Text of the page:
Why were they denied the crucial treatment that saved me?
Financing for teenagers, not for adults
The recommended treatment for eating disorders involves a triple approach.
A psychiatrist performs an initial assessment and prescribes anxiety disorders if necessary.
A specialized dietitian devises a meal plan to help patients gain or maintain weight, and between 20 and 40 sessions of talk therapy such as cognitive behavioral therapy are given.
Underweight patients – with a body mass index of less than 18 – have regular medical checks, such as blood, heart and bone health tests.
Studies show that patients who have access to this treatment plan within the first three years after meals have a 60 percent chance of sustained recovery.
The most common eating disorder does not affect your weight …
Eating disorders affect around 1.25 million Britons, the most recognizable being anorexia, bulimia and binge eating.
Anorexia is characterized by restrictive eating and obsessive thoughts about food and body weight, making people underweight. But it accounts for only ten percent of all eating disorders.
Bulimia, which includes both binge eating and & # 39; purification & # 39; of food with excessive exercise, self-induced vomiting or laxatives, affects 40 percent of all people with eating disorders.
Often those with bulimia maintain a healthy weight, which means that the disease often goes unnoticed. The most common is & # 39; Eating Disorder not otherwise stated & # 39 ;, accounting for half of all eating disorders.
This includes conditions such as binge eating disorder, nocturnal eating syndrome and purification disorder.
Weight loss is not a given for these serious mental illnesses, but the health consequences – both physical and mental – can be great.
Patients with bulimia and binge eating disorder run an increased risk of sudden cardiac arrest, stroke, bone disease, muscle spasm, kidney failure and reproductive problems.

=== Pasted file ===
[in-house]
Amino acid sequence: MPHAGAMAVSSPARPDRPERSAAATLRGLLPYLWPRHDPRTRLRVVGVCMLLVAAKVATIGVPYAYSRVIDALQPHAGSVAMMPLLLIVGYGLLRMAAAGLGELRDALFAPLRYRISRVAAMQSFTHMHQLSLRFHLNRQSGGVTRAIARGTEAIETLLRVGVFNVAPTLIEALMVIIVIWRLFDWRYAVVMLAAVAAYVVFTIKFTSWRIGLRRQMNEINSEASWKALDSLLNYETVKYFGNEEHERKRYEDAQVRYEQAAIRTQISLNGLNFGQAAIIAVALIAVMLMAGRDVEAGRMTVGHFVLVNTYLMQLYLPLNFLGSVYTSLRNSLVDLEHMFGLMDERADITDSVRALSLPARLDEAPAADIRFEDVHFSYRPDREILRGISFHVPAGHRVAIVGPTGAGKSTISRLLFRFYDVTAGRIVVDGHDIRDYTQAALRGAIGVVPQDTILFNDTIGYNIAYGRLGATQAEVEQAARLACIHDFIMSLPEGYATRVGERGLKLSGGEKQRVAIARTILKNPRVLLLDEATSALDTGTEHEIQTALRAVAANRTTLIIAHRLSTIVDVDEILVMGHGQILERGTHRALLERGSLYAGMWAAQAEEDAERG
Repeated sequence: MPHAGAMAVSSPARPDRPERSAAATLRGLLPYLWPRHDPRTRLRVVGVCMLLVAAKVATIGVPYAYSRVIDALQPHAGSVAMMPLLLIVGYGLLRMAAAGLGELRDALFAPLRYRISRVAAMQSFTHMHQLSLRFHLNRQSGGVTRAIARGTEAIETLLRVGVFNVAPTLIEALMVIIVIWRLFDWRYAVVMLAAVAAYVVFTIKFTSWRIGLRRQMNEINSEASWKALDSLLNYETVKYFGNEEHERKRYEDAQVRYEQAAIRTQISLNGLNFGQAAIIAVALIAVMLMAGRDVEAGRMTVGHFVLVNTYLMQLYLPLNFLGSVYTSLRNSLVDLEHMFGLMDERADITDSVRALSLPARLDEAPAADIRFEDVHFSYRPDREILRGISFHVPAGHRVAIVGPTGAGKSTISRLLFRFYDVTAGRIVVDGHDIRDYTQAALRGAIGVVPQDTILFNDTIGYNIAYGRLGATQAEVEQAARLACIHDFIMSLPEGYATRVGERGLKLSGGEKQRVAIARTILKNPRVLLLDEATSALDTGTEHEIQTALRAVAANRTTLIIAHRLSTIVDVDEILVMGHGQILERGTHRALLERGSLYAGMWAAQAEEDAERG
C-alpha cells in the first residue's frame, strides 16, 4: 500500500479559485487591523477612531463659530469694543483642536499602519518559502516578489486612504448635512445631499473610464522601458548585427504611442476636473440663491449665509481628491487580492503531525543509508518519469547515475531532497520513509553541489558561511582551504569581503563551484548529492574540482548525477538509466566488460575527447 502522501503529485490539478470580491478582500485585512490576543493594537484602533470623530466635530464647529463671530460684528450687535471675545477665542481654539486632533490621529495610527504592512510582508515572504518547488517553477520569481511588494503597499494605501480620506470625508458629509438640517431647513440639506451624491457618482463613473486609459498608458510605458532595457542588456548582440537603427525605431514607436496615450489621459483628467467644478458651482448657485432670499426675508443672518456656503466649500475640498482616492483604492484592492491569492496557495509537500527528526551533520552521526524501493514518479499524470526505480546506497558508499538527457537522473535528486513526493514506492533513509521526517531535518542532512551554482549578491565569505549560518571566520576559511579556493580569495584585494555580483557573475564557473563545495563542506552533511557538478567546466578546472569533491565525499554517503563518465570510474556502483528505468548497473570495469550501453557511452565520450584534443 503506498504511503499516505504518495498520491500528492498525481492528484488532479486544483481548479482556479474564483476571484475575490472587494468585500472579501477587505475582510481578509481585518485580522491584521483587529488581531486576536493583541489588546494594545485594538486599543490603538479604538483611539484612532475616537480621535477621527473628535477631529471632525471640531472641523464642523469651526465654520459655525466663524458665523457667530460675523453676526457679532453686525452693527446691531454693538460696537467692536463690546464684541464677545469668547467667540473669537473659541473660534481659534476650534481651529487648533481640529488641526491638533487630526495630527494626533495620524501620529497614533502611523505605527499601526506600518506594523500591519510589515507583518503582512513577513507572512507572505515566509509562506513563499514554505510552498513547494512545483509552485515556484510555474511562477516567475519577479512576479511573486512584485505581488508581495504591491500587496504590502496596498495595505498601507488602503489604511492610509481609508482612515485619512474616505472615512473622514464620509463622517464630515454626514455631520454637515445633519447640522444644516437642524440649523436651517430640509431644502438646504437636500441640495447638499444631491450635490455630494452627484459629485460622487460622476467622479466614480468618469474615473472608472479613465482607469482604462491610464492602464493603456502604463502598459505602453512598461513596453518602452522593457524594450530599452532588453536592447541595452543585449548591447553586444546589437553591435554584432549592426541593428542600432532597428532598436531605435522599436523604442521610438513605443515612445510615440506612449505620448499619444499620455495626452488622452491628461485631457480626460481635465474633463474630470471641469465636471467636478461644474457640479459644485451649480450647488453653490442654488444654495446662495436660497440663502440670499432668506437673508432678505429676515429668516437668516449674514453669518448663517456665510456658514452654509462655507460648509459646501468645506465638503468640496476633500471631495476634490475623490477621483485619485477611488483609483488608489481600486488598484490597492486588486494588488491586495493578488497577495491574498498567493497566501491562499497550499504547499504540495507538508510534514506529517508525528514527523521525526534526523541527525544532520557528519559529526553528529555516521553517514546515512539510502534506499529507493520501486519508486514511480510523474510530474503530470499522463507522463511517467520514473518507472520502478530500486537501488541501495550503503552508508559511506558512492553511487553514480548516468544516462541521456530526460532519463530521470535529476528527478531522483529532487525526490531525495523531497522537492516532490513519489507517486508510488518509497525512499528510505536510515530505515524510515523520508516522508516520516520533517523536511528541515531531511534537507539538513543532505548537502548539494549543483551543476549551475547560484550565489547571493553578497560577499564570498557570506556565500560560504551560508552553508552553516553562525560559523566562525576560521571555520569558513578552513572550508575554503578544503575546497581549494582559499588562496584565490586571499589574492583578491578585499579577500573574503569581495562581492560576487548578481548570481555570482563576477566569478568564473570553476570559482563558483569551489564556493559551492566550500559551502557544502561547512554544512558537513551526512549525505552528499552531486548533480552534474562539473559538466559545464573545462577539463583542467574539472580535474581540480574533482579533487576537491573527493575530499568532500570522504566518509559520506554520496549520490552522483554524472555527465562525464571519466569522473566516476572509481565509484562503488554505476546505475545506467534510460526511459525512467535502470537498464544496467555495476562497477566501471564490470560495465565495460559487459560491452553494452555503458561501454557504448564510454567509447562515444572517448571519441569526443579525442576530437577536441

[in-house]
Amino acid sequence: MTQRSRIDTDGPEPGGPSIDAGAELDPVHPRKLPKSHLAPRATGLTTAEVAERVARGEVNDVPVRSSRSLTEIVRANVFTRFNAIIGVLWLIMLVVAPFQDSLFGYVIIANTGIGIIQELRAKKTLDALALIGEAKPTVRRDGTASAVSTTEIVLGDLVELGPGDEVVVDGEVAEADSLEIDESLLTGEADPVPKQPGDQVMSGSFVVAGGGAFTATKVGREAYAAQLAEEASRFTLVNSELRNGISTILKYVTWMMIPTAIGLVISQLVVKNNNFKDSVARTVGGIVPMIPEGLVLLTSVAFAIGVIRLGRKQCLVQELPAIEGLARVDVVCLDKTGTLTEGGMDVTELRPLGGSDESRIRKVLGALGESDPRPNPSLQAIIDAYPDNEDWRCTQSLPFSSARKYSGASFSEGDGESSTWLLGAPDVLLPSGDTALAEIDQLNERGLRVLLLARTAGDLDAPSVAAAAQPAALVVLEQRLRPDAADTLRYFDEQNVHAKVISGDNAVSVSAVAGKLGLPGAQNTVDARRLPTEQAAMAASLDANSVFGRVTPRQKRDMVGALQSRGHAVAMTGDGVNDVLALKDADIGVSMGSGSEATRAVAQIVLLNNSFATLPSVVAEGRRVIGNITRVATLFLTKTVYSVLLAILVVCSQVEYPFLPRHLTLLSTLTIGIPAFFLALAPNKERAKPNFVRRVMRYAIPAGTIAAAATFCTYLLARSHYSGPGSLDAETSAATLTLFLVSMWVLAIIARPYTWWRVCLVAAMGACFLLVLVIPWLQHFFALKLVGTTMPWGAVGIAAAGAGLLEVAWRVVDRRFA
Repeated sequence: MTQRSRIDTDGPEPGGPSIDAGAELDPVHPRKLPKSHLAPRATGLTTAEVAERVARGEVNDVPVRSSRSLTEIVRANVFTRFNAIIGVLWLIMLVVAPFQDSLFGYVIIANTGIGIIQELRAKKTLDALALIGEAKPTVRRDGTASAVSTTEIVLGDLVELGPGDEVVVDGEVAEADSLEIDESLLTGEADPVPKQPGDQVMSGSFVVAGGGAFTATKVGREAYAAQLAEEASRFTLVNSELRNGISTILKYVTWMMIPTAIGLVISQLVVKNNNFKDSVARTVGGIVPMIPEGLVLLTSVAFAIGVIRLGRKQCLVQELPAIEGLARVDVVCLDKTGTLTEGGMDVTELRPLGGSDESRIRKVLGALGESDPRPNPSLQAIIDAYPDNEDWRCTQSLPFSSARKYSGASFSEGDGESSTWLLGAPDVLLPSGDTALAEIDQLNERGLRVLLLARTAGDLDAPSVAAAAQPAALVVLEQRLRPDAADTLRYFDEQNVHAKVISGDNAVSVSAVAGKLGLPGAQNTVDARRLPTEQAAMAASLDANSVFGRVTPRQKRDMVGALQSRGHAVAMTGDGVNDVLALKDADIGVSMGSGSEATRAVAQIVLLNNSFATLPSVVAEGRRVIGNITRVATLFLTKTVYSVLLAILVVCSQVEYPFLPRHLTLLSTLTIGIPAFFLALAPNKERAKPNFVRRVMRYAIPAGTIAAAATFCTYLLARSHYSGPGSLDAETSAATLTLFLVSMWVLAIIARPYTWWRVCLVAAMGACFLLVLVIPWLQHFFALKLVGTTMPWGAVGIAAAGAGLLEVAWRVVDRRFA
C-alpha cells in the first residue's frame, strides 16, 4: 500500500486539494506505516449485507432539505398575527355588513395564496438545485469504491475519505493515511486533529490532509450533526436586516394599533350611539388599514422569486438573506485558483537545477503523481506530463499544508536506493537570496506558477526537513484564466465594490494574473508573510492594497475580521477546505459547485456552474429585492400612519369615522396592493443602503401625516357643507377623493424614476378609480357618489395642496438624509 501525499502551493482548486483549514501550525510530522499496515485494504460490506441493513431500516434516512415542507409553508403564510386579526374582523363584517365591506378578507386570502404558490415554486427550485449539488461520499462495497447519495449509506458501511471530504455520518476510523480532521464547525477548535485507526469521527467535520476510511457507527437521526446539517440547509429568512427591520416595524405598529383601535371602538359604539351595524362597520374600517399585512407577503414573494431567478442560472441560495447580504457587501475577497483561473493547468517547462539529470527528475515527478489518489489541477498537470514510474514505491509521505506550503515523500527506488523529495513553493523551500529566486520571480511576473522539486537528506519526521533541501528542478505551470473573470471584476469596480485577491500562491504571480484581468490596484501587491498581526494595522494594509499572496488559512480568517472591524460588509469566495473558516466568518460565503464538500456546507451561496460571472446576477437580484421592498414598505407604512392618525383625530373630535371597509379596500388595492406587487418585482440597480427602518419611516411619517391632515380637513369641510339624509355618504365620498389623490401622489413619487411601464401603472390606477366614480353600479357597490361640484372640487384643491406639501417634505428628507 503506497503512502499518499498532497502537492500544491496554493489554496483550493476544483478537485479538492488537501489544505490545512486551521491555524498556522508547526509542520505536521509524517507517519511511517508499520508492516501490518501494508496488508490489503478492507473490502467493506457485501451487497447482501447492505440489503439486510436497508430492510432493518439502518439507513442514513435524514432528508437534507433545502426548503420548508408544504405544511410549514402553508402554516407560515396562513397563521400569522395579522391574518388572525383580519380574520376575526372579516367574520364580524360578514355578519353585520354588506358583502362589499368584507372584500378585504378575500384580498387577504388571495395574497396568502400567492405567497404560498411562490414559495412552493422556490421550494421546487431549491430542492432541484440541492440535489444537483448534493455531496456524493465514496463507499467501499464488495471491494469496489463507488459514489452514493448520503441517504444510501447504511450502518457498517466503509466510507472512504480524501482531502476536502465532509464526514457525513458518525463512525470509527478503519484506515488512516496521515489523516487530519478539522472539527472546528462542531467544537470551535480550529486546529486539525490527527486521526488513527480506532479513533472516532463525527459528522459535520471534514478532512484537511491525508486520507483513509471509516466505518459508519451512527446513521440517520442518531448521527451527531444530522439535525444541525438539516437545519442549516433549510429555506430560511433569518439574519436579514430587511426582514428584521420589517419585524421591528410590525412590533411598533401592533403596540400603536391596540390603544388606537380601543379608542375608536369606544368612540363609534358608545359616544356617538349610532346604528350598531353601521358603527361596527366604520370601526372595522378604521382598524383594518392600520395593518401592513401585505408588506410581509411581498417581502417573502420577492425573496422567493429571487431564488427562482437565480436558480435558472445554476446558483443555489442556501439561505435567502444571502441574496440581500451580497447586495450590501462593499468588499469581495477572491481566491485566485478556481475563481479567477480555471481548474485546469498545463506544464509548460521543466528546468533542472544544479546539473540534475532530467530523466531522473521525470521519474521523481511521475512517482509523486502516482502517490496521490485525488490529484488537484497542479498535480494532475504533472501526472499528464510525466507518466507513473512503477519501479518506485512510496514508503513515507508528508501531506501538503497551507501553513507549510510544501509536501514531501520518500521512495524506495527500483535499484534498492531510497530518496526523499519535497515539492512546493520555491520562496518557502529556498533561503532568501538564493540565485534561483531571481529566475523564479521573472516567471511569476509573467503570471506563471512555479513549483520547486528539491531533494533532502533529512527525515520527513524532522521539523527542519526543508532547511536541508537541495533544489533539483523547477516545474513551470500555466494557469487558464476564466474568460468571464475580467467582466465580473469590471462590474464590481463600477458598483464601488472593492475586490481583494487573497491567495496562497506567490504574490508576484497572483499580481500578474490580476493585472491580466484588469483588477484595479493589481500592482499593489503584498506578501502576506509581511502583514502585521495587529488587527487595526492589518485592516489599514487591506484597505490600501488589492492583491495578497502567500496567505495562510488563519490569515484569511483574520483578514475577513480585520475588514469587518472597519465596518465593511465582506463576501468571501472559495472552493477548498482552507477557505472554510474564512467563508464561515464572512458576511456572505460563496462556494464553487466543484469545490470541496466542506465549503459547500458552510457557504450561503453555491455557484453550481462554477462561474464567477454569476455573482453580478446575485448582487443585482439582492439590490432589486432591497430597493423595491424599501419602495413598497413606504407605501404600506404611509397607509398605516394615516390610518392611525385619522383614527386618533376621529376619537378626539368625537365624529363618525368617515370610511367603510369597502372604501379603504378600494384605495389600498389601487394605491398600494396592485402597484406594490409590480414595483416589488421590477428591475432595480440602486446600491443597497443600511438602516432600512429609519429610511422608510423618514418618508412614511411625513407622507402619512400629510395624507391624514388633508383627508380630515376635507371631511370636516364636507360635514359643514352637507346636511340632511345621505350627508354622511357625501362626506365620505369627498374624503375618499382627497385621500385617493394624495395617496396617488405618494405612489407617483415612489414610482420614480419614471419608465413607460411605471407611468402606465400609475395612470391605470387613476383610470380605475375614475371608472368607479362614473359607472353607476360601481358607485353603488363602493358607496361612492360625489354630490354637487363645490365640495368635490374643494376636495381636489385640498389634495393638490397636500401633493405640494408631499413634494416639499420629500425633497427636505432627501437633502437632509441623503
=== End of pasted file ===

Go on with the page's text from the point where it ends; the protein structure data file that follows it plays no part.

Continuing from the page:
After three years this drops to 30 percent. Of those who remain sick for around ten years, only one in five will recover.
But this intensive plan has only developed over the past five to ten years. Many older adults received ineffective treatment, or none at all. & # 39; This group of patients is being neglected & # 39 ;, says Prof Treasure. & # 39; Most did not have access to treatment when they first fell ill, or it did not work, and it left them sick for a long time.
& # 39; The government focuses on early intervention for young people because it believes that this will reduce overall costs. But treating this older group will lower costs. It will avoid the repeated hospital admissions that many eventually need. & # 39;
The government's recent financial incentive for eating disorder services proves the goal of Prof. dr. Treasure. In 2014, eating disorder services for young people received £ 150 million in additional funding. This paved the way for new psychological treatments, all very effective for children and teenagers. No additional financing for adults has been provided.
Subsequently, in 2016, the government introduced waiting time targets for children and young people. All patients under the age of 18 must now see a specialist in eating disorders within one month of a GP referral. In urgent cases this is reduced to a week.
Such goals do not exist for adults.
By the time they reach the top of the waiting list, neurological changes caused by prolonged hunger mean that their disease is much harder to treat.
& # 39; We are confronted with a whole group of patients who ask: & # 39; What about us? & # 39; & # 39 ;, said Andrew Radford, head of the UK charitable organization for eating disorders, Beat.
& # 39; Older adults call our guides because they have failed because of the service. They need a more challenging treatment and the financing of the government must explain that. & # 39;
The charity campaigning for adult eating disorder services had to be addressed in the government's last ten-year plan, which was unveiled in January. But it didn't mention the problem.
Long term, it's very hard to kick
Anorexia is characterized by maintaining a low weight. The same applies to many of those with bulimia. But the effects of this prolonged hunger on the brain can be catastrophic.
Studies of malnourished men conducted in the 1940s showed that the longer participants were starving, the greater their obsession with maintaining low body weight.
Only when the skeletal subjects were fed with violence and the weight was restored, did their preoccupation diminish with limitations. In other words, if you are very thin, you want to eat less. Scientists think this happens because hunger disrupts the areas of the brain involved in appetite and eating, while overloading those responsible for punishment and reward.
Brain image studies also show reduced activation in brain areas associated with memory, learning and emotions. This cascade of cognitive damage influences the ability not only to arrive but also to fully enter therapy.